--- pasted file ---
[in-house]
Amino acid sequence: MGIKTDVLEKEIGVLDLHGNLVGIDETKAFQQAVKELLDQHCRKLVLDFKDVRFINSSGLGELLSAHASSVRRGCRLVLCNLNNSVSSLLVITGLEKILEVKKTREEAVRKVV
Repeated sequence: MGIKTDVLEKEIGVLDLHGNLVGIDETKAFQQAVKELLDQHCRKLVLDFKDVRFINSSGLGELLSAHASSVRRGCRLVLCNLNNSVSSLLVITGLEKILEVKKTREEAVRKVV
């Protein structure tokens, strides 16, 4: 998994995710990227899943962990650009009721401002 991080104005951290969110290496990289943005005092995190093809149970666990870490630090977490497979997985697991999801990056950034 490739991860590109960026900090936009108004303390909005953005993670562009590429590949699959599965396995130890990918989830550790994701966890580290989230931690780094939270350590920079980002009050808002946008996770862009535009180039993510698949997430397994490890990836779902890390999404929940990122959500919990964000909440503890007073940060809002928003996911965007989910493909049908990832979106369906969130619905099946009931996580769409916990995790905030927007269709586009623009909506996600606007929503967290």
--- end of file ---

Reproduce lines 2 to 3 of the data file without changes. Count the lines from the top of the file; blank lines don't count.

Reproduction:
Amino acid sequence: MGIKTDVLEKEIGVLDLHGNLVGIDETKAFQQAVKELLDQHCRKLVLDFKDVRFINSSGLGELLSAHASSVRRGCRLVLCNLNNSVSSLLVITGLEKILEVKKTREEAVRKVV
Repeated sequence: MGIKTDVLEKEIGVLDLHGNLVGIDETKAFQQAVKELLDQHCRKLVLDFKDVRFINSSGLGELLSAHASSVRRGCRLVLCNLNNSVSSLLVITGLEKILEVKKTREEAVRKVV